'Strange Magic': Film Review

Lucasfilm Ltd.
'Strange Magic'
This ill-conceived take on Shakespeare's fairy tale makes for one bad "Dream."

Executive-produced by George Lucas, the animated take on "Midsummer Night's Dream" features Alan Cumming, Evan Rachel Wood, Kristin Chenoweth and Maya Rudolph.

Strange Magic, an animated riff on A Midsummer Night's Dream that took root in the imagination of executive producer George Lucas, would have been more aptly named Strained Magic.

A shrill, garish hodgepodge of familiar elements from other animated vehicles (most evidently 2013's Epic), there's virtually nothing about this forced, fractured fairy tale that feels remotely fresh or involving.

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Given that it will be going up against the infinitely more charming and accomplished Paddington at the box office this weekendthe Lucasfilm production is going to be hard-pressed to best its previous foray into feature animation, 2008's similarly stilted Star Wars: The Clone Wars.

Set in a pair of enchanted worlds far, far away, the story (as much as there is one) concerns the primrose flowers that separate both lands. While their petals are used to make potent love potions over on the Fairy Kingdom side, where the feisty Marianne (Evan Rachel Wood) and her flighty sister Dawn (newcomer Meredith Anne Bull) cavort, they're targeted for destruction by the Bog King (Alan Cumming), who presides over the Dark Forest with a cold heart.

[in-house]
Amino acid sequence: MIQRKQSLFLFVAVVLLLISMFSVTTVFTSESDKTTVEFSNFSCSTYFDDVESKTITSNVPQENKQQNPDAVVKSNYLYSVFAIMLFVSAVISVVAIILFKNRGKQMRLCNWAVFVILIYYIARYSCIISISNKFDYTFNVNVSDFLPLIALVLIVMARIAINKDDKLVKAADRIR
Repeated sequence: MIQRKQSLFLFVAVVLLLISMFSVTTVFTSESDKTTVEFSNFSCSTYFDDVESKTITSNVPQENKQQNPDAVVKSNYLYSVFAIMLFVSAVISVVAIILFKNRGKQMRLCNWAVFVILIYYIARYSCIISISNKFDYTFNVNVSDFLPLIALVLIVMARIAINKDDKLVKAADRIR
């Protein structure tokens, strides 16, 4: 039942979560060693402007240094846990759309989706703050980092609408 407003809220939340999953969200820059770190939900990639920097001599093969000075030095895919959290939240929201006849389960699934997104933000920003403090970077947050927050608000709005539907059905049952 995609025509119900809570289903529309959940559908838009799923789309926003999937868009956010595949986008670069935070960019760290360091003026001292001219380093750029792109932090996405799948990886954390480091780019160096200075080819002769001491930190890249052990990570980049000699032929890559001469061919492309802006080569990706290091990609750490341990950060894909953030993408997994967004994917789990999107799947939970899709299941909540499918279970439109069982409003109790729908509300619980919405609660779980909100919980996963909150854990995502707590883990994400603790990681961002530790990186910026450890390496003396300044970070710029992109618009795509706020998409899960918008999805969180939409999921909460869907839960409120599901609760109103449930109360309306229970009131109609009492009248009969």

The bulk of the plotting that follows is primarily provided by snatches and snippets of well-known pop songs performed at the drop of a petal by its characters, voiced by a roster of squandered talents also including Kristin Chenoweth, Maya Rudolph, Alfred Molina and Elijah Kelley.

With Gary Rydstrom's frenetic direction attempting to cover for that mere suggestion of a script he co-wrote with David Berenbaum and Irene Mecchi (Lucas receives story credit), it very quickly becomes apparent that there's simply no "there" there. Stylistically speaking, even the animated lead characters have about as much warmth and definition as gaming system avatars.

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As for the week's worth of karaoke night tunes awkwardly crammed into the soundtrack, what might have been intended to summon the irresistible song-and-dance effervescence of Happy Feet comes a lot closer to conjuring up Cop Rock.

Production companies: Lucasfilm
Cast: Alan Cumming, Evan Rachel Wood, Elijah Kelley, Kristin Chenoweth, Maya Rudolph, Alfred Molina
Director: Gary Rydstrom
Screenwriters: David Berenbaum, Irene Mecchi, Gary Rydstrom
Producer: Mark S. Miller
Executive producers: George Lucas, Kiri Hart, Jason McGatlin
Editor: Chris Plummer
Composer: Marius de Vries
Casting directors: David Rubin, Richard Hicks, Lindsay Perlman

Rated PG, 99 minutes

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